The resolution, which does not strip Cheney of any power, cleared the Wyoming GOP Central Committee on Saturday by a vote of 31-29, the report said.
Cheney serves as vice chair of the House select committee investigating the January 6 attack on the US Capitol — on which she is one of just two Republicans — and was one of 10 House Republicans to vote to impeach Trump for “incitement of insurrection” following the attack. While Cheney voted with Trump more than 90% of the time, her vocal opposition following the insurrection has prompted sharp backlash within the GOP.
In February, the Wyoming Republican Party voted to formally censure Cheney, and in May she was removed from her post as GOP conference chair in a move that was supported by Trump.
“It’s laughable to suggest Liz is anything but a committed conservative Republican. She is bound by her oath to the Constitution. Sadly, a portion of the Wyoming GOP leadership has abandoned that fundamental principle, and instead allowed themselves to be held hostage to the lies of a dangerous and irrational man,” Cheney spokesperson Jeremy Adler said in a statement to CNN on Monday.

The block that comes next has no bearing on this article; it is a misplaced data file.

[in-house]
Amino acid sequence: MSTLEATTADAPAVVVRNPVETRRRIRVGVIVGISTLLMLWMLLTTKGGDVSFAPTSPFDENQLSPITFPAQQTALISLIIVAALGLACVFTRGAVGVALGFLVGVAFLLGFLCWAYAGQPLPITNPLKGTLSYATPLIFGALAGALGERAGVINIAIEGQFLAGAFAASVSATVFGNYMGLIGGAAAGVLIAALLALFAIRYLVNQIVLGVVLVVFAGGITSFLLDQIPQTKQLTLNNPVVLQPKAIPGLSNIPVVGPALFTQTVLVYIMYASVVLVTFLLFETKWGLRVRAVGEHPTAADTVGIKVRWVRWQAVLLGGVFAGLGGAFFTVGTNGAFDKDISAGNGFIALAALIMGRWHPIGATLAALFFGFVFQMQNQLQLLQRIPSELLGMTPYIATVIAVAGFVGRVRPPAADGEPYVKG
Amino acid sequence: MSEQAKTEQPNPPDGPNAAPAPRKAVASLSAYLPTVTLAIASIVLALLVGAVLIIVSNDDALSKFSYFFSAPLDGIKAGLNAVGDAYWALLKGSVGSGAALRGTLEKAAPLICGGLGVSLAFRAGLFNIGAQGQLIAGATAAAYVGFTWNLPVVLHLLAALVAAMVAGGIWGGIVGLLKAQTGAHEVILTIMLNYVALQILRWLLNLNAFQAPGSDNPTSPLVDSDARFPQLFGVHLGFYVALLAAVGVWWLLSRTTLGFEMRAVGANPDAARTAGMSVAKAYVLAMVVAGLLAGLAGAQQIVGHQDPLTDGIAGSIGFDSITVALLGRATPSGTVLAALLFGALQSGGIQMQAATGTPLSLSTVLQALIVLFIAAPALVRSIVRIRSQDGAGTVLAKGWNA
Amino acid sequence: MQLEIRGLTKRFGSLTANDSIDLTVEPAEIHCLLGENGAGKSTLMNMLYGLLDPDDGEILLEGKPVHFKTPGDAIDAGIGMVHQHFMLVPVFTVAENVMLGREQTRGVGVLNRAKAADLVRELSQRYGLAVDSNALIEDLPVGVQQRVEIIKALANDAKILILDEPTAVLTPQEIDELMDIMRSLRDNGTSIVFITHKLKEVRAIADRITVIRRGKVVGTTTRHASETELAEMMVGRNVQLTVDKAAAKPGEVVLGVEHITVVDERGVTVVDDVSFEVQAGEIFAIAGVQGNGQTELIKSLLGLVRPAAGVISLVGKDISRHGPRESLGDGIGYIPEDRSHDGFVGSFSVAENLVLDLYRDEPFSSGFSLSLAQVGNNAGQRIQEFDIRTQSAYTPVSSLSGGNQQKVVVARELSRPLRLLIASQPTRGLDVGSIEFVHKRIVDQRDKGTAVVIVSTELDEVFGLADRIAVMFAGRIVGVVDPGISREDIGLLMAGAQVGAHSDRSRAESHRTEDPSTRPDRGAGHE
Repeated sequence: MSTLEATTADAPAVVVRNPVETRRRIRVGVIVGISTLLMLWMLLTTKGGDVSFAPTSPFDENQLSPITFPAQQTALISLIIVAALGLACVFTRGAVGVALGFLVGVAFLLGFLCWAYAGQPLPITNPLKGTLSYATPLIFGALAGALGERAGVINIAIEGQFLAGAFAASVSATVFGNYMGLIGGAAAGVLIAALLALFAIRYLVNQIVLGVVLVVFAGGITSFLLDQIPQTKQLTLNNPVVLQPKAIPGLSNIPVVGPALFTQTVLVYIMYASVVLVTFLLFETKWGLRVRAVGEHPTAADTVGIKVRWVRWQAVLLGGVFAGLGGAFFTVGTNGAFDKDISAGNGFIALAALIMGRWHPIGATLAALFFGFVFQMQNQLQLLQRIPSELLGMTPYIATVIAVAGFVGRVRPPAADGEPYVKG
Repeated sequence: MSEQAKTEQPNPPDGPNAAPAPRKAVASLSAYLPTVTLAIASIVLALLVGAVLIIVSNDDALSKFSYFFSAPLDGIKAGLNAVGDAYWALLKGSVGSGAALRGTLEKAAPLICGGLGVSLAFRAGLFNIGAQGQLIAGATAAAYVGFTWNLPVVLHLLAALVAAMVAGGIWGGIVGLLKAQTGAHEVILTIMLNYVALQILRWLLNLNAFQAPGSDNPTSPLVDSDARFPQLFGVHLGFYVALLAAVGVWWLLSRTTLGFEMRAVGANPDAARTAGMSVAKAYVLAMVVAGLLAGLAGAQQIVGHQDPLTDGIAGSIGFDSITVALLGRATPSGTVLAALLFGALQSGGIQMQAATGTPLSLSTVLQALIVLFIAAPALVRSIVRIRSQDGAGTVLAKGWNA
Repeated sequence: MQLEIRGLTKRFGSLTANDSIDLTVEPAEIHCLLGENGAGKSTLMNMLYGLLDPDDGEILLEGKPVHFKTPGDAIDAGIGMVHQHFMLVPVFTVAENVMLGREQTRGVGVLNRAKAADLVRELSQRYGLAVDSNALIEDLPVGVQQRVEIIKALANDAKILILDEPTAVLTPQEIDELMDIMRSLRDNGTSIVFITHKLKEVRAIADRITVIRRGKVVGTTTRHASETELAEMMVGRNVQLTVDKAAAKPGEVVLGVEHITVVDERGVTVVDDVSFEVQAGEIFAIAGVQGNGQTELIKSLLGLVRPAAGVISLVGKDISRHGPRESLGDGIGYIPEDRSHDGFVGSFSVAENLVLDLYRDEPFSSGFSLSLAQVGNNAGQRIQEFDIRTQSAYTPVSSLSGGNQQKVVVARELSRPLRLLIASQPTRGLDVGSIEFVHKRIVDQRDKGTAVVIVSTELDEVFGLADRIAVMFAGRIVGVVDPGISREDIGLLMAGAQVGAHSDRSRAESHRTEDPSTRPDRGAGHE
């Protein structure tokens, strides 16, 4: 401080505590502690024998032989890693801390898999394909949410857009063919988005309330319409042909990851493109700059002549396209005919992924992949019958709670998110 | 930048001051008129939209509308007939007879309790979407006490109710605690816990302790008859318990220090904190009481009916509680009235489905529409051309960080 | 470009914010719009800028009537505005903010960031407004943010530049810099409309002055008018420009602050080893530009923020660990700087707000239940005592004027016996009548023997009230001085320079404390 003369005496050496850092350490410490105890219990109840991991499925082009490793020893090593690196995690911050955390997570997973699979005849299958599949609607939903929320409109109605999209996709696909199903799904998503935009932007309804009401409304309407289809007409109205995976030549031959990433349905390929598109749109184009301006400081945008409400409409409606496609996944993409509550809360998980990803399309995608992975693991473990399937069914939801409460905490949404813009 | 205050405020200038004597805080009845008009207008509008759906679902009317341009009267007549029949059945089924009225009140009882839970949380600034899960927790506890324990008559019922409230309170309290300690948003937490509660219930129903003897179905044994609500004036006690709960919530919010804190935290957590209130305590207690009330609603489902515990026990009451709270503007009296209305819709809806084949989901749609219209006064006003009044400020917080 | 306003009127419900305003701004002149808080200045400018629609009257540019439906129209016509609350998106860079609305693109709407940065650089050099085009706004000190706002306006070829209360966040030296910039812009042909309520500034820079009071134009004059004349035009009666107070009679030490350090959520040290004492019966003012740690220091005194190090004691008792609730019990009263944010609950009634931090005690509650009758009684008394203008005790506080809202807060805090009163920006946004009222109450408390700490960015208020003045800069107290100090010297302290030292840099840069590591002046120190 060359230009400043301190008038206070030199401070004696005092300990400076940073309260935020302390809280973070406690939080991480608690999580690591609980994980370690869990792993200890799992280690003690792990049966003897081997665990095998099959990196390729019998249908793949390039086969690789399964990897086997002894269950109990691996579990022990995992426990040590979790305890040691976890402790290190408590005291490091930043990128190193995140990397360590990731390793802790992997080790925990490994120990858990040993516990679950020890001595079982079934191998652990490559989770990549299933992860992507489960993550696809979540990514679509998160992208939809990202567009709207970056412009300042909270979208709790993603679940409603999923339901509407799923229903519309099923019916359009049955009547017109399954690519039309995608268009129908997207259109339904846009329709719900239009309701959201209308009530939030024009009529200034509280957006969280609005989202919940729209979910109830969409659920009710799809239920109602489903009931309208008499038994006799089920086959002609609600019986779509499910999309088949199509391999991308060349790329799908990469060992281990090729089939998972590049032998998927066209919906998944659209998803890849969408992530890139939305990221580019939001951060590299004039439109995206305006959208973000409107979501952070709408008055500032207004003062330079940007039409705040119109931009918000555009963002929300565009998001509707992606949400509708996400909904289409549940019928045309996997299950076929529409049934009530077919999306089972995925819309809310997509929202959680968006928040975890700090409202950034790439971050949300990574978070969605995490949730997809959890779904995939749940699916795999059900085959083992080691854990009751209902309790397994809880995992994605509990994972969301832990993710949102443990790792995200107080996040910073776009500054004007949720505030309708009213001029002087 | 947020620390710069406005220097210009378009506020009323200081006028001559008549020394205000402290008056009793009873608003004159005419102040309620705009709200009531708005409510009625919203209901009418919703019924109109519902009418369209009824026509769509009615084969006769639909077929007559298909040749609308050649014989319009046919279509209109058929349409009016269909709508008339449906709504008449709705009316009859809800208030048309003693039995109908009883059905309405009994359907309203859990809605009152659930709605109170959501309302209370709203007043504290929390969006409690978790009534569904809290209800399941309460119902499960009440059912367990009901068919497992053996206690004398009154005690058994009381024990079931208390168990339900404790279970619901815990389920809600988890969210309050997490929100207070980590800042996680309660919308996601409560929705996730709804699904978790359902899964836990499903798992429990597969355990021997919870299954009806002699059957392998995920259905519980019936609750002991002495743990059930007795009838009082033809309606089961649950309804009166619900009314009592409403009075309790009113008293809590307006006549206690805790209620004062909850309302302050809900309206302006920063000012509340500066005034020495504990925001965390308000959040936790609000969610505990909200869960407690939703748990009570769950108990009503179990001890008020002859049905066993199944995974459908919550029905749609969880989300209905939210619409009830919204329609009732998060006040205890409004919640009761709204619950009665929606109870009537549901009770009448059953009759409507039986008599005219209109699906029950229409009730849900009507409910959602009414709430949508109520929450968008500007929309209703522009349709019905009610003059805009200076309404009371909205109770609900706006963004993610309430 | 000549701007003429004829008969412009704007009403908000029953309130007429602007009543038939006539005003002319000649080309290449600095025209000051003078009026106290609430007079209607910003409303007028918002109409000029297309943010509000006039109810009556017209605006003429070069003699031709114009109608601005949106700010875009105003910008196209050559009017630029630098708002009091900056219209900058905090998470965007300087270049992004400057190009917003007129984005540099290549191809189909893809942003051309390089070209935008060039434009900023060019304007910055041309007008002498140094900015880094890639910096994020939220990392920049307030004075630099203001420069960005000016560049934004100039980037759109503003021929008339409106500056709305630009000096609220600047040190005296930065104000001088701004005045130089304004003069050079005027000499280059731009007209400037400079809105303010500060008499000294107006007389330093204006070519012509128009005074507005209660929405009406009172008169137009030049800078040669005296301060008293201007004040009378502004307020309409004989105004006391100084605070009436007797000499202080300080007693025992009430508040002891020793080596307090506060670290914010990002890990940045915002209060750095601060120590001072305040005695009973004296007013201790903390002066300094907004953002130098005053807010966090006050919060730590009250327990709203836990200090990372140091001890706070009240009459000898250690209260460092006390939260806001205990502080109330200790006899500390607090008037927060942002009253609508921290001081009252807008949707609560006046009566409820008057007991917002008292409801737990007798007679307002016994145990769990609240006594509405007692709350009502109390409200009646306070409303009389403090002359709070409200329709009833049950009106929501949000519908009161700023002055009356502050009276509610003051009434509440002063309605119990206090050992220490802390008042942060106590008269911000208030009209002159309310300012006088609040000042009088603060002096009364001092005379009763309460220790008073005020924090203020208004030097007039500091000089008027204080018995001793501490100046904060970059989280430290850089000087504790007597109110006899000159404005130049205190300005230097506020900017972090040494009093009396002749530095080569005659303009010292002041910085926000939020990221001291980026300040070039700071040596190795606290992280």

CNN has reached out to the Wyoming GOP for comment.
Despite the frequent criticism from her Republican colleagues, Cheney has continued to speak out against Trump and his election lies, casting his message as a dangerous direction for the party and the country.
At a New Hampshire event earlier this month, Cheney said the United States is “confronting a domestic threat that we have never faced before” in the form of Trump, who she said is “attempting to unravel the foundations of our constitutional republic.”
The congresswoman also sharply criticized House Republicans for continuing to support Trump, noting he had reportedly said the insurrection was on Election Day, rather than January 6, at the conference’s annual fundraising dinner.
“Political leaders who sit silent in the face of these false and dangerous claims are aiding the former President, who is at war with the rule of law and the Constitution,” Cheney said. “When our constitutional order is threatened, as it is now, rising above partisanship is not simply an aspiration. It is an obligation.”